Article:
Insurance and financial services categories can often be difficult for marketers, especially those who come from traditional consumer goods backgrounds. For example, there is relatively low seasonality, significant regulation, lack of perceived differentiation, difficultly in innovating (and owning it), more than $6 billion spent in measured media, and — the big one – selling a promise vs. a product. These are fair concerns from marketers, as it can often be tough to work in a “low involvement” category in a world that now equips people to avoid ads through DVRs, ad blockers and on-demand viewing.
This is where I find my team’s role critical – to position our brand to be more relevant and appealing to get our desired message to the right audience. In essence, set up our brand to successfully sell a product to the right consumer.
Over the past two to three years, our strategy has focused on smart media placement and engaging content, especially in live broadcast environments. We believe this meets consumers on their terms and through shared passions, which can make a lasting impact. This approach is what has successfully led Nationwide into many live sports venues and personalities, such as the NFL (and Peyton Manning), NASCAR (and Dale Earnhardt Jr.) and the PGA Tour (and Jack Nicklaus). This is a strategy we laid out in 2012 and continue to live into today.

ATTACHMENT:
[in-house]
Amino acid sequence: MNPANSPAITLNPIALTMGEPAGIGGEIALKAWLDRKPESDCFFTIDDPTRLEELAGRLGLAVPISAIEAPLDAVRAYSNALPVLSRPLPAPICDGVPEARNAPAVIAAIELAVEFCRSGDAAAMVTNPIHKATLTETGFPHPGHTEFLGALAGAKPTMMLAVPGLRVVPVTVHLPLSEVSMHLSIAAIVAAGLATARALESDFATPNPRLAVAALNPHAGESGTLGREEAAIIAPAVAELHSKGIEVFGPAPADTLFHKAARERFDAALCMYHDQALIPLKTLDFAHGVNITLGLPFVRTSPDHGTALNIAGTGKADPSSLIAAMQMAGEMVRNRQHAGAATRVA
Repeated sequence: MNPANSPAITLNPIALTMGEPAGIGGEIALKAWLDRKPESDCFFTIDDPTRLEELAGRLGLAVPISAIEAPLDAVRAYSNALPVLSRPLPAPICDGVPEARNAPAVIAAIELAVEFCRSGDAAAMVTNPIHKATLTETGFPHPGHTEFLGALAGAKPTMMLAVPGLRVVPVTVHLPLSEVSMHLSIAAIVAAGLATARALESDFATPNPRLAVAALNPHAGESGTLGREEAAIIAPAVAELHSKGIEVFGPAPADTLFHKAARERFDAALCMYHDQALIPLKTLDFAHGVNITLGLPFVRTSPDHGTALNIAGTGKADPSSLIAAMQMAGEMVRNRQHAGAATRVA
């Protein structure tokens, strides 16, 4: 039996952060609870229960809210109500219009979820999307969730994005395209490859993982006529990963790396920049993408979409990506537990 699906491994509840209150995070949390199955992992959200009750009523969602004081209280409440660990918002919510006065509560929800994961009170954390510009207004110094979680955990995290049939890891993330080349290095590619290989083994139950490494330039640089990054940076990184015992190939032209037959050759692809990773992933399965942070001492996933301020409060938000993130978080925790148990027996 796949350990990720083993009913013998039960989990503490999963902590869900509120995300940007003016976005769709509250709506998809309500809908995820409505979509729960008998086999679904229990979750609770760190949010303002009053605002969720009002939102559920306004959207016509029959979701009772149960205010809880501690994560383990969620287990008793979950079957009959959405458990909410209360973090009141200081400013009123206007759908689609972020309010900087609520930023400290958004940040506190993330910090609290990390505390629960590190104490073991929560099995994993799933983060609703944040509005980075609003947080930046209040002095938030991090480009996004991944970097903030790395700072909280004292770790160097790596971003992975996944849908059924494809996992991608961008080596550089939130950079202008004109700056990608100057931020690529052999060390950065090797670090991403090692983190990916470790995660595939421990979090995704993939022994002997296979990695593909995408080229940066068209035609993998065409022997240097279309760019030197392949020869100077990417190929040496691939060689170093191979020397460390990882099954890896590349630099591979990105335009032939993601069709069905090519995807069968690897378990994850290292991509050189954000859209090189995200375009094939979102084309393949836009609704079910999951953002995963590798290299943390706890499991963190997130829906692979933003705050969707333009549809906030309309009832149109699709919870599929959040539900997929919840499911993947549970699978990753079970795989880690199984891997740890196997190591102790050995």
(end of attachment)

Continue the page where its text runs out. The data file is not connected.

I think our category is a great place to be at this time. People interested in working in marketing in our type of business need to remember that they are working for a major brand, not “just an insurance company.” While I get that it’s not the same as leading marketing for a brand like Coke, and can be perceived as “less sexy” than other consumer goods roles, the ability to leverage your strategic, creative, technological and analytical skills are equal. I have the fortune of working alongside some incredibly talented marketers who I know could easily work for those other big brands if they wanted to. Being around such talent has made me better, challenges me daily, and most importantly, has made Nationwide better.
When I joined Nationwide, I didn’t set out to be in marketing, but I am thankful that it found me. I’m lucky to be where I am given my background, but have worked hard in every aspect along the way to get here, and have maximized every opportunity provided to me. I’d be lying if I said there weren’t times of self-doubt or uncertainty, but each time I remained confident, leveraged my co-workers and their talents and focused on making the right decisions.
Our Millennial generation is unfortunately often branded as lazy or whiney. I’ve never understood that and it certainly doesn’t accurately represent me. My sense has always been that Millennials want to make an impact more than anything else – societal, professional, personal, etc. If given the chance, in the right setting and with the right tools, my bet is always on them to do that.
My story may not be the norm, but hopefully it provides lessons on how to work toward what you want, take chances on unconventional talent, and ultimately take advantage of opportunities.
To the next leader who is unsure about what he or she wants to do…I hope you are lucky enough to have the opportunity to take a chance on something that could define your career in the most unexpected, and spectacular way.